By Lisa Rapaport
The World Health Organization (WHO) recommends exclusive breastfeeding in the first six months of life and, only then, start combining it with solid foods.
One team studied whether the type of food (homemade or commercial) influences the variety of diet, growth and weight. And it found that babies who only ate homemade foods had more varied diets earlier and less body fat mass when they were between one and three years old.
"The results could influence the prevention of obesity and chronic diseases associated with poor food choices," said lead author Dr. Elise Mok, from the Research Institute of the McGill University Health Center and Children's Hospital of Montreal.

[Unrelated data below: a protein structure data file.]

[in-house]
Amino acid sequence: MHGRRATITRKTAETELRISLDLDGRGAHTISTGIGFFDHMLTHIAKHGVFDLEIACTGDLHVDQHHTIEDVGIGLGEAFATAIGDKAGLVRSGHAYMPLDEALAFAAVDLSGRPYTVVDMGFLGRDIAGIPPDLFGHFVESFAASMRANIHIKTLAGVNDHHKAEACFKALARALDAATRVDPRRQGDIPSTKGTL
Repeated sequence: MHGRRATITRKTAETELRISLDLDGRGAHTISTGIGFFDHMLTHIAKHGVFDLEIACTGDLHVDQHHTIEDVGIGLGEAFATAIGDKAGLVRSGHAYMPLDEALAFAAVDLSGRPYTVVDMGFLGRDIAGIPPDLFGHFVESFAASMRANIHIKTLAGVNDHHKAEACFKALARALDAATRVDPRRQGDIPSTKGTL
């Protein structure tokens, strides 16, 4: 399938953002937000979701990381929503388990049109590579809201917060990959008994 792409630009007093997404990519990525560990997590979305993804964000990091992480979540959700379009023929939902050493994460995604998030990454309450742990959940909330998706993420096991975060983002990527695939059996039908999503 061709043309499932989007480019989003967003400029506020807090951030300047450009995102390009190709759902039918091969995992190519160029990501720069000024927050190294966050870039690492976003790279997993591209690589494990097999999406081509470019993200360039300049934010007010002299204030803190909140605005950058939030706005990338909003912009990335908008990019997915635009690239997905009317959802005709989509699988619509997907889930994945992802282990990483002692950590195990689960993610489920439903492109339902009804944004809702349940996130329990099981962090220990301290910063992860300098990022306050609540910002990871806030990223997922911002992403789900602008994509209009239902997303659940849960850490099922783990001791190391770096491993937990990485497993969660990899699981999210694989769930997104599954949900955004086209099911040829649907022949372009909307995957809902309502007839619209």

The WHO guidelines urge parents to feed their babies a varied diet, including red meat, chicken, fish, eggs, fruits, and vegetables from six months of age.
The team analyzed the diet of 65 babies and the accumulation of body fat when they were six, nine, 12 and 36 months old. At nine months, 14 babies (22 percent) had only tried homemade preparations and another 14, only commercial products. The diet of the majority included a combination of both types of foods.
There were no differences in the babies' height or weight for age according to diet. The same happened with the calories and nutrients consumed.
But when taking seven food groups into account, children fed only homemade foods scored almost one point higher than those who received only commercial foods.
At one year of age, the percentage of body fat was lower in the former than in the latter.
Beyond its limitations, the study was not a controlled experiment designed to show how babies' diet directly influences eating habits as they grow.